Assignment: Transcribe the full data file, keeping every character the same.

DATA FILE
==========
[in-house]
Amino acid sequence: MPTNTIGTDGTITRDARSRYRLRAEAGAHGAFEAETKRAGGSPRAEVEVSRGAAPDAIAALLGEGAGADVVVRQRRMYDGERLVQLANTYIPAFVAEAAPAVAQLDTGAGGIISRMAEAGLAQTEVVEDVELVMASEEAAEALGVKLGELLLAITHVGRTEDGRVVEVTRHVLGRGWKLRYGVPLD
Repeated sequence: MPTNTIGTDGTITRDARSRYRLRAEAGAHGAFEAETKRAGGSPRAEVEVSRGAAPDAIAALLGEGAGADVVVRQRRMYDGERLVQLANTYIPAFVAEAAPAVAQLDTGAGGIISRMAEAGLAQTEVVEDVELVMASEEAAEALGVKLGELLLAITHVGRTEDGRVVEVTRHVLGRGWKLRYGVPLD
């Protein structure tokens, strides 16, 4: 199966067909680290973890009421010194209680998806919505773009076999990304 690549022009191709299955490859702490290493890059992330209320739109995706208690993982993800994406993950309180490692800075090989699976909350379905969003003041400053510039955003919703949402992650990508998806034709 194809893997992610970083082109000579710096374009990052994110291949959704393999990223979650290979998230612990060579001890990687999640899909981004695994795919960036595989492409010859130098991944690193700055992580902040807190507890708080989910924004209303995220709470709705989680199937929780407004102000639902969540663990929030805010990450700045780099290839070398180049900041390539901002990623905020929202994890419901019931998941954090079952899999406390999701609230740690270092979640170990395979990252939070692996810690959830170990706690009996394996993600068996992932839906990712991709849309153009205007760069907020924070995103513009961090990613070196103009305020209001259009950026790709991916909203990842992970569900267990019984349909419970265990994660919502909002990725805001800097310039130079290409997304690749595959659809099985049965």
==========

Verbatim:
[in-house]
Amino acid sequence: MPTNTIGTDGTITRDARSRYRLRAEAGAHGAFEAETKRAGGSPRAEVEVSRGAAPDAIAALLGEGAGADVVVRQRRMYDGERLVQLANTYIPAFVAEAAPAVAQLDTGAGGIISRMAEAGLAQTEVVEDVELVMASEEAAEALGVKLGELLLAITHVGRTEDGRVVEVTRHVLGRGWKLRYGVPLD
Repeated sequence: MPTNTIGTDGTITRDARSRYRLRAEAGAHGAFEAETKRAGGSPRAEVEVSRGAAPDAIAALLGEGAGADVVVRQRRMYDGERLVQLANTYIPAFVAEAAPAVAQLDTGAGGIISRMAEAGLAQTEVVEDVELVMASEEAAEALGVKLGELLLAITHVGRTEDGRVVEVTRHVLGRGWKLRYGVPLD
């Protein structure tokens, strides 16, 4: 199966067909680290973890009421010194209680998806919505773009076999990304 690549022009191709299955490859702490290493890059992330209320739109995706208690993982993800994406993950309180490692800075090989699976909350379905969003003041400053510039955003919703949402992650990508998806034709 194809893997992610970083082109000579710096374009990052994110291949959704393999990223979650290979998230612990060579001890990687999640899909981004695994795919960036595989492409010859130098991944690193700055992580902040807190507890708080989910924004209303995220709470709705989680199937929780407004102000639902969540663990929030805010990450700045780099290839070398180049900041390539901002990623905020929202994890419901019931998941954090079952899999406390999701609230740690270092979640170990395979990252939070692996810690959830170990706690009996394996993600068996992932839906990712991709849309153009205007760069907020924070995103513009961090990613070196103009305020209001259009950026790709991916909203990842992970569900267990019984349909419970265990994660919502909002990725805001800097310039130079290409997304690749595959659809099985049965």